Max H. Sherman, Ph.D.
Lawrence Berkeley National Laboratory
1 Cyclotron Road
Building 90 - Room 3074
Berkeley, CA 94720-0001
United States
(510) 486-4022
Region: X
Honorarium: None

Dr. Max Sherman is a Staff Senior Scientist at the Lawrence Berkeley National Laboratory and is senior advisor on residential matters.  His research career spans over 35 years and 200 publications, most of which focus on buildings, energy efficiency, IAQ and HVAC.  His most recognized research areas also include ventilation, thermal distribution systems, infiltration, IAQ and envelope-dominated buildings.  He gives technical lectures frequently and has appeared in the popular media on issues of energy, ventilation and duct tape.

Dr. Sherman was one of the youngest to be made an ASHRAE Fellow and has had a distinguished career since being elevated including winning the Holladay Distinguished Fellow award—Society’s highest technical level. He has received the Exceptional Achievement award and most recently the Standards Achievement award.  He has chaired SPC 62.2, the committee which developed ASHRAE’s residential ventilation standard.  He served as a Director-At-Large for the Society in 2001-2004 as well as numerous councils and committees.  He continues to be an active member of ASHRAE including work on SSPC 62.2 and international activities. He currently chairs the Society's Residential Buildings Committee.

Topics
Ventilation: The Once and Future King

Before man lived indoors, there was ventilation.  This talk will look at an historical perspective of ventilation, including the reasons for ventilation then and now, the methods of ventilation then and now, and the amounts of ventilation then and now.  In our modern society outdoor air can contain a variety of contaminants that we do not want in our buildings and this talk will discuss some reasons for not wanting to ventilate.

Dr. Duct Tape

The serious side of duct tape is that duct leakage, especially in homes, can waste 20-40% of the energy that goes through the ducts. The study of duct leakage led to the finding that duct tape does not work on ducts.  This talk will examine that research, but also entertain the lighter side with the story of one researcher’s “15 minutes of fame” that results when a serious piece of work catches the fancy of the popular press.

ASHRAE’s Residential Ventilation Standards

In 1996 ASHRAE decided to split one of its major standards, Standard 62 into pieces representing different major occupancies.  ASHRAE Standard 62.2 was first passed in 2003 and is republished regularly—the most recent of which is 2016.  This talk will explain what is in the standard, what it means to occupants and to those professionals who do residential design, and a bit of how it all came to be.  The enhanced interest in high performing homes has generated a string of controversies on facets of this standard and these will be discussed. The need to continually improve this standard has led to the need to improve related standards such as those for filter efficiency, air tightness measurements, flow hood calibration and range-hood capture efficiency.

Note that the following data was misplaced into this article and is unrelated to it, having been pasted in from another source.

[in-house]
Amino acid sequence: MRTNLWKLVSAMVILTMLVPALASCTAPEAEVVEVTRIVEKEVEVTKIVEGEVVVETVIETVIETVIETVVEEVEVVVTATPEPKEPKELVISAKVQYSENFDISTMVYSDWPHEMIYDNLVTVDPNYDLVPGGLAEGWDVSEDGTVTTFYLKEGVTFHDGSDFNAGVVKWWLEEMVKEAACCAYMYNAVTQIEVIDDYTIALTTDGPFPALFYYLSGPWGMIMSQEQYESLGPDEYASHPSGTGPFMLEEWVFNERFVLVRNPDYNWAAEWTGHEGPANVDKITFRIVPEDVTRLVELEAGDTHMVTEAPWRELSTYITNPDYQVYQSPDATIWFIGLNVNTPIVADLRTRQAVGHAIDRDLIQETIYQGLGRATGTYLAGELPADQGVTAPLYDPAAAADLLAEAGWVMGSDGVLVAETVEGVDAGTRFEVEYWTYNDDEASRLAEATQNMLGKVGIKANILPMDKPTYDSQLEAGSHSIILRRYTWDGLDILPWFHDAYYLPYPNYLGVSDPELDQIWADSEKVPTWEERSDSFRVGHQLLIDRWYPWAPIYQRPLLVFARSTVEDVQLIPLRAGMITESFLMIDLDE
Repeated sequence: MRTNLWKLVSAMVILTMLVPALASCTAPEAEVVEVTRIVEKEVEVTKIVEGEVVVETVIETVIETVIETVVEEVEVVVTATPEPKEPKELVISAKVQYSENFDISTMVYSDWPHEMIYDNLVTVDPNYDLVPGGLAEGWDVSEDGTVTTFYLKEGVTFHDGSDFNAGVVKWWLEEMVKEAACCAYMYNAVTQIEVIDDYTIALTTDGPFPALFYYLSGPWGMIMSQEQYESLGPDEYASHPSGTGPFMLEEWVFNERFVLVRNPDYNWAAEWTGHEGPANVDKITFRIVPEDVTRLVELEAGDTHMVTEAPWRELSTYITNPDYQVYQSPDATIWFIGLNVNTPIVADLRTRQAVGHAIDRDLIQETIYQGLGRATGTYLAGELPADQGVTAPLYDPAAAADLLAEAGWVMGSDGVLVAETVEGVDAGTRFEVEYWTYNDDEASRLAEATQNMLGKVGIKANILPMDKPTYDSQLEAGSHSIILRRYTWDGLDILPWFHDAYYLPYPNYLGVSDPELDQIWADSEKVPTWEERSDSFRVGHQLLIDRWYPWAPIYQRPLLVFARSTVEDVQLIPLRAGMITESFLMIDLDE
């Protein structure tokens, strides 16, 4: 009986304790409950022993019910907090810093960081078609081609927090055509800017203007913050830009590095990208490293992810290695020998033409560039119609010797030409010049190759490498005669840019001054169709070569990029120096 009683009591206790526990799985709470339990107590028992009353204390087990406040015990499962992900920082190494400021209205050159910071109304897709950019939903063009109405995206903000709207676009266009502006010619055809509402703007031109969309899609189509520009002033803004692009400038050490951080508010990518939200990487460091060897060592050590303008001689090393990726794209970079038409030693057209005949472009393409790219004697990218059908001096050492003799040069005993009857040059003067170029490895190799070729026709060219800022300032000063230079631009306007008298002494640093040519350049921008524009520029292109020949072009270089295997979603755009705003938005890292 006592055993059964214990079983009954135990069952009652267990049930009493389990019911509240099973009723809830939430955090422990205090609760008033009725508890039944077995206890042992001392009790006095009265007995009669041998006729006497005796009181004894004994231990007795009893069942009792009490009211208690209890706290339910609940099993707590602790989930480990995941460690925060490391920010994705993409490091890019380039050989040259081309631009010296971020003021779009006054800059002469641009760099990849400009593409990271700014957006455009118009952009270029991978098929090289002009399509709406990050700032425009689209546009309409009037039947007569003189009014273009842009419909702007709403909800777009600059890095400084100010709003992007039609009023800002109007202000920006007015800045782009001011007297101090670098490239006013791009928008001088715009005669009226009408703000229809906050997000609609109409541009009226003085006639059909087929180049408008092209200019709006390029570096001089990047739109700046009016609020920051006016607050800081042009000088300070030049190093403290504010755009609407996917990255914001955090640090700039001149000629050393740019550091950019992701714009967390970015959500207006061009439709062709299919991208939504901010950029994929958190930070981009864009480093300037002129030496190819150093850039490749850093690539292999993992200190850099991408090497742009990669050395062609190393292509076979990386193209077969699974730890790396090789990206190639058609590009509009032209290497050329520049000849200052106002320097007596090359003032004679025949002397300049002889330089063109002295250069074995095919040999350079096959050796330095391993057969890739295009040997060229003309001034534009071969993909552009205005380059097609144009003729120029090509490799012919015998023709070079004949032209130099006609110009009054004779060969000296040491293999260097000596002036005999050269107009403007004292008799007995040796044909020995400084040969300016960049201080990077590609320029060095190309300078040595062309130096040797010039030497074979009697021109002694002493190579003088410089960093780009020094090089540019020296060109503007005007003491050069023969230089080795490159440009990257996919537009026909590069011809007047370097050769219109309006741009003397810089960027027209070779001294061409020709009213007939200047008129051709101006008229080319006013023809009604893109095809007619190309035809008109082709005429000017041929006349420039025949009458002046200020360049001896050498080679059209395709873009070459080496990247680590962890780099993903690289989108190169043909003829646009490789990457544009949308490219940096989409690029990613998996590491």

ASHRAE Is In The House: Past, Present and Future Initiatives in Residential Building Performance
Since the middle of the 20th century, ASHRAE has focused primarily on HVAC systems for large buildings such as office buildings. As the Society turned its attention to energy and sustainability, it realized that more energy is spent in residential buildings than commercial ones and people spend most of their time in dwellings. In the 2014 Strategic Plan, the Society made raising ASHRAE’s profile in the residential arena one of its five initiatives. That has resulted in a variety of changes within the Society including the creation of a new Standing Committee to coordinate efforts both internally and with other residential stakeholders. This talk provide information on the past, present and hopefully future activities of ASHRAE relative to where we live.
Smart Ventilation and IAQ Metrics

The purpose of ventilation is to dilute indoor contaminants to provide health and wellness. We generally think of ventilation as a set-and-forget flow rate for a given space. The amount needed can vary not only with the number of occupants but also with ambient conditions and occupant activities. The cost of providing that ventilation can vary over time because of things like utility rates and weather.

Smart ventilation allows the ventilation rate to varied to be below the nominal ventilation rate at some times and above it at others in order to provide at least equivalent dilution but in ways than can better optimize costs and/or Indoor Air Quality (IAQ). IAQ Metrics goes beyond ventilation to look at ways to quantify the air quality of indoor spaces, which would allow not only the evaluation of those spaces, but also an incentive to develop and implement innovative systems. Outside of simplistic Demand Controlled Ventilation systems, the development of these concepts is advancing first in the residential sector, although applicable to most buildings.